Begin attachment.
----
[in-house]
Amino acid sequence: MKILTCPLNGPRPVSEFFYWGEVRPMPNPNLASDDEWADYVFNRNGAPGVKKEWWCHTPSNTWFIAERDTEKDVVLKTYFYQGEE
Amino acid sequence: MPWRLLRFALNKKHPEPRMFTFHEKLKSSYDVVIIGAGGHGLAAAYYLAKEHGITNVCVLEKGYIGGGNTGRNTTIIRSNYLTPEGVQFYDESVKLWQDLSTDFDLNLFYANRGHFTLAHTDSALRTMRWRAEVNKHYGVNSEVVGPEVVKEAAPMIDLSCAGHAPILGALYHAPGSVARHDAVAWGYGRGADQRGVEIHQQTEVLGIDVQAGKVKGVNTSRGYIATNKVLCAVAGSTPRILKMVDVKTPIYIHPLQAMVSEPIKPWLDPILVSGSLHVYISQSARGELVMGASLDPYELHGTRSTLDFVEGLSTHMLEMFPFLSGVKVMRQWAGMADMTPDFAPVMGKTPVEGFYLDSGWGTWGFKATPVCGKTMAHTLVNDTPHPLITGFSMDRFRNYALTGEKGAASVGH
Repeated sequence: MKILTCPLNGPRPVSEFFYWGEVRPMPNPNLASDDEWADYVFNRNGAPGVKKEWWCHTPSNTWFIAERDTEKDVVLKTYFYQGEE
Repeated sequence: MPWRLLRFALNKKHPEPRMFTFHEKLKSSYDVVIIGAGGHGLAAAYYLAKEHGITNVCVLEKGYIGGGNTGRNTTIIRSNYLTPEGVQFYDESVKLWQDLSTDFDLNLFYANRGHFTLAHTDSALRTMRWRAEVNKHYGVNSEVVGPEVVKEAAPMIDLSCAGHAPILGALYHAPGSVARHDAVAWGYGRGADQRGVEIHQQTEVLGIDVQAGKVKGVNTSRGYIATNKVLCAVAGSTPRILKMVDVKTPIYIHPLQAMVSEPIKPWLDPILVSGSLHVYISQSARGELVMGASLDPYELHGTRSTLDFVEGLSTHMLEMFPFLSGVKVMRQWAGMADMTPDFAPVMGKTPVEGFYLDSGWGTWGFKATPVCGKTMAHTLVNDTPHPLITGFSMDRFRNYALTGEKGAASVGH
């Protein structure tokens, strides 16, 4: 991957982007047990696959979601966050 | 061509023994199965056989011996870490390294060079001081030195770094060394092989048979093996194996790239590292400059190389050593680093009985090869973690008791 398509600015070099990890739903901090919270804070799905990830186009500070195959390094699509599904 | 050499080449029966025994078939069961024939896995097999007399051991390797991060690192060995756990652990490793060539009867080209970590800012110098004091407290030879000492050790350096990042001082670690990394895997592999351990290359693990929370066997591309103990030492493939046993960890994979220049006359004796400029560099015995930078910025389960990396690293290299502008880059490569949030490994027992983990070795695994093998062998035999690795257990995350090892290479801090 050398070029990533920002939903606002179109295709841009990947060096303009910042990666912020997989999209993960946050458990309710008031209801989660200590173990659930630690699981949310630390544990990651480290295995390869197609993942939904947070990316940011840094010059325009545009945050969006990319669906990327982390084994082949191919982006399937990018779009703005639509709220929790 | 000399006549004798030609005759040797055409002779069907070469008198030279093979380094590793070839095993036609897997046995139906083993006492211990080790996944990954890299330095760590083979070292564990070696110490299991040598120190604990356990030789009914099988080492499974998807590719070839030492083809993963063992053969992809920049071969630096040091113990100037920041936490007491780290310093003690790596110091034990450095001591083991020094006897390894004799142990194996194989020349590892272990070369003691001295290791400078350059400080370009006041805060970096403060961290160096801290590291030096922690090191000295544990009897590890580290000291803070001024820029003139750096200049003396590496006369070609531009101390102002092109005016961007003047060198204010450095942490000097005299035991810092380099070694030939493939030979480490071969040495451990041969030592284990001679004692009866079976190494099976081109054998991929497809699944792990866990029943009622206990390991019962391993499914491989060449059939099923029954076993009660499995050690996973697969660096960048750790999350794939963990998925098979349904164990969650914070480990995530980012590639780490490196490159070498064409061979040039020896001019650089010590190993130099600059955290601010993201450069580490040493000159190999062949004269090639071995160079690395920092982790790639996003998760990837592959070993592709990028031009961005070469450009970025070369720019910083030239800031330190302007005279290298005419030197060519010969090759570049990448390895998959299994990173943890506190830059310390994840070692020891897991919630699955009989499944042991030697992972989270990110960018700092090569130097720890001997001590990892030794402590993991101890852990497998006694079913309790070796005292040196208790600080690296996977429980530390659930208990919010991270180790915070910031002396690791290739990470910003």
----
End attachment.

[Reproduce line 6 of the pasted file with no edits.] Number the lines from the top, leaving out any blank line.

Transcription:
């Protein structure tokens, strides 16, 4: 991957982007047990696959979601966050 | 061509023994199965056989011996870490390294060079001081030195770094060394092989048979093996194996790239590292400059190389050593680093009985090869973690008791 398509600015070099990890739903901090919270804070799905990830186009500070195959390094699509599904 | 050499080449029966025994078939069961024939896995097999007399051991390797991060690192060995756990652990490793060539009867080209970590800012110098004091407290030879000492050790350096990042001082670690990394895997592999351990290359693990929370066997591309103990030492493939046993960890994979220049006359004796400029560099015995930078910025389960990396690293290299502008880059490569949030490994027992983990070795695994093998062998035999690795257990995350090892290479801090 050398070029990533920002939903606002179109295709841009990947060096303009910042990666912020997989999209993960946050458990309710008031209801989660200590173990659930630690699981949310630390544990990651480290295995390869197609993942939904947070990316940011840094010059325009545009945050969006990319669906990327982390084994082949191919982006399937990018779009703005639509709220929790 | 000399006549004798030609005759040797055409002779069907070469008198030279093979380094590793070839095993036609897997046995139906083993006492211990080790996944990954890299330095760590083979070292564990070696110490299991040598120190604990356990030789009914099988080492499974998807590719070839030492083809993963063992053969992809920049071969630096040091113990100037920041936490007491780290310093003690790596110091034990450095001591083991020094006897390894004799142990194996194989020349590892272990070369003691001295290791400078350059400080370009006041805060970096403060961290160096801290590291030096922690090191000295544990009897590890580290000291803070001024820029003139750096200049003396590496006369070609531009101390102002092109005016961007003047060198204010450095942490000097005299035991810092380099070694030939493939030979480490071969040495451990041969030592284990001679004692009866079976190494099976081109054998991929497809699944792990866990029943009622206990390991019962391993499914491989060449059939099923029954076993009660499995050690996973697969660096960048750790999350794939963990998925098979349904164990969650914070480990995530980012590639780490490196490159070498064409061979040039020896001019650089010590190993130099600059955290601010993201450069580490040493000159190999062949004269090639071995160079690395920092982790790639996003998760990837592959070993592709990028031009961005070469450009970025070369720019910083030239800031330190302007005279290298005419030197060519010969090759570049990448390895998959299994990173943890506190830059310390994840070692020891897991919630699955009989499944042991030697992972989270990110960018700092090569130097720890001997001590990892030794402590993991101890852990497998006694079913309790070796005292040196208790600080690296996977429980530390659930208990919010991270180790915070910031002396690791290739990470910003």